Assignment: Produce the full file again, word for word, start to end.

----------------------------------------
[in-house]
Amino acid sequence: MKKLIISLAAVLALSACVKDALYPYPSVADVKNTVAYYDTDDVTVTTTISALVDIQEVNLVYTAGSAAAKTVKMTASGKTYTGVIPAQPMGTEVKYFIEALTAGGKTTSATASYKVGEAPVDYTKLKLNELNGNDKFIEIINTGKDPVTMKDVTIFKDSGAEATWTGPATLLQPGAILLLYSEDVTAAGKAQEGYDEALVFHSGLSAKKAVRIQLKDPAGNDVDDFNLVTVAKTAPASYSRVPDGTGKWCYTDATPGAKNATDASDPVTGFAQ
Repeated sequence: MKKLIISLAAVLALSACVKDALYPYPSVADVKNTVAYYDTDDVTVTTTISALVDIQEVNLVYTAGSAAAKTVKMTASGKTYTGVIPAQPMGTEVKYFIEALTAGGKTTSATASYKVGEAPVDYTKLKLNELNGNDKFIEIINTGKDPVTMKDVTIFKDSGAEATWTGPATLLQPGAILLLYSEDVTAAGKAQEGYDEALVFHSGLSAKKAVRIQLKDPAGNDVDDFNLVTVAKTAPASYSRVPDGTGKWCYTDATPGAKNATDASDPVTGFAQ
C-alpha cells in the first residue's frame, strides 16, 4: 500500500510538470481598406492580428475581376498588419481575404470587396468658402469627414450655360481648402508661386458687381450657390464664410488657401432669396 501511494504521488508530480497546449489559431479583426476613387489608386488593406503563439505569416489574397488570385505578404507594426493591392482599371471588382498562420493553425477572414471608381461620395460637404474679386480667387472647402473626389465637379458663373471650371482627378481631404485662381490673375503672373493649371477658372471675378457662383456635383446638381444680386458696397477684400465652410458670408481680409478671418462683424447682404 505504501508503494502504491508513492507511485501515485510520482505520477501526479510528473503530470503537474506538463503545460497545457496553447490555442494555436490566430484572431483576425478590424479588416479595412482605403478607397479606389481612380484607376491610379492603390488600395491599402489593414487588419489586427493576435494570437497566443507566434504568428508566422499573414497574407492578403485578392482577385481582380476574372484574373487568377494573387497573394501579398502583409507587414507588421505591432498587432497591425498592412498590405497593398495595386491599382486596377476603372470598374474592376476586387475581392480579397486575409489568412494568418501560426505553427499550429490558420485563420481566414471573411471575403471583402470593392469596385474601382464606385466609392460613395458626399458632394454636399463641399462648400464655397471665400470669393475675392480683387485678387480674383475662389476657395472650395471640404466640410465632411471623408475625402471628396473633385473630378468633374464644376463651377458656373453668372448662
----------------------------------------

[in-house]
Amino acid sequence: MKKLIISLAAVLALSACVKDALYPYPSVADVKNTVAYYDTDDVTVTTTISALVDIQEVNLVYTAGSAAAKTVKMTASGKTYTGVIPAQPMGTEVKYFIEALTAGGKTTSATASYKVGEAPVDYTKLKLNELNGNDKFIEIINTGKDPVTMKDVTIFKDSGAEATWTGPATLLQPGAILLLYSEDVTAAGKAQEGYDEALVFHSGLSAKKAVRIQLKDPAGNDVDDFNLVTVAKTAPASYSRVPDGTGKWCYTDATPGAKNATDASDPVTGFAQ
Repeated sequence: MKKLIISLAAVLALSACVKDALYPYPSVADVKNTVAYYDTDDVTVTTTISALVDIQEVNLVYTAGSAAAKTVKMTASGKTYTGVIPAQPMGTEVKYFIEALTAGGKTTSATASYKVGEAPVDYTKLKLNELNGNDKFIEIINTGKDPVTMKDVTIFKDSGAEATWTGPATLLQPGAILLLYSEDVTAAGKAQEGYDEALVFHSGLSAKKAVRIQLKDPAGNDVDDFNLVTVAKTAPASYSRVPDGTGKWCYTDATPGAKNATDASDPVTGFAQ
C-alpha cells in the first residue's frame, strides 16, 4: 500500500510538470481598406492580428475581376498588419481575404470587396468658402469627414450655360481648402508661386458687381450657390464664410488657401432669396 501511494504521488508530480497546449489559431479583426476613387489608386488593406503563439505569416489574397488570385505578404507594426493591392482599371471588382498562420493553425477572414471608381461620395460637404474679386480667387472647402473626389465637379458663373471650371482627378481631404485662381490673375503672373493649371477658372471675378457662383456635383446638381444680386458696397477684400465652410458670408481680409478671418462683424447682404 505504501508503494502504491508513492507511485501515485510520482505520477501526479510528473503530470503537474506538463503545460497545457496553447490555442494555436490566430484572431483576425478590424479588416479595412482605403478607397479606389481612380484607376491610379492603390488600395491599402489593414487588419489586427493576435494570437497566443507566434504568428508566422499573414497574407492578403485578392482577385481582380476574372484574373487568377494573387497573394501579398502583409507587414507588421505591432498587432497591425498592412498590405497593398495595386491599382486596377476603372470598374474592376476586387475581392480579397486575409489568412494568418501560426505553427499550429490558420485563420481566414471573411471575403471583402470593392469596385474601382464606385466609392460613395458626399458632394454636399463641399462648400464655397471665400470669393475675392480683387485678387480674383475662389476657395472650395471640404466640410465632411471623408475625402471628396473633385473630378468633374464644376463651377458656373453668372448662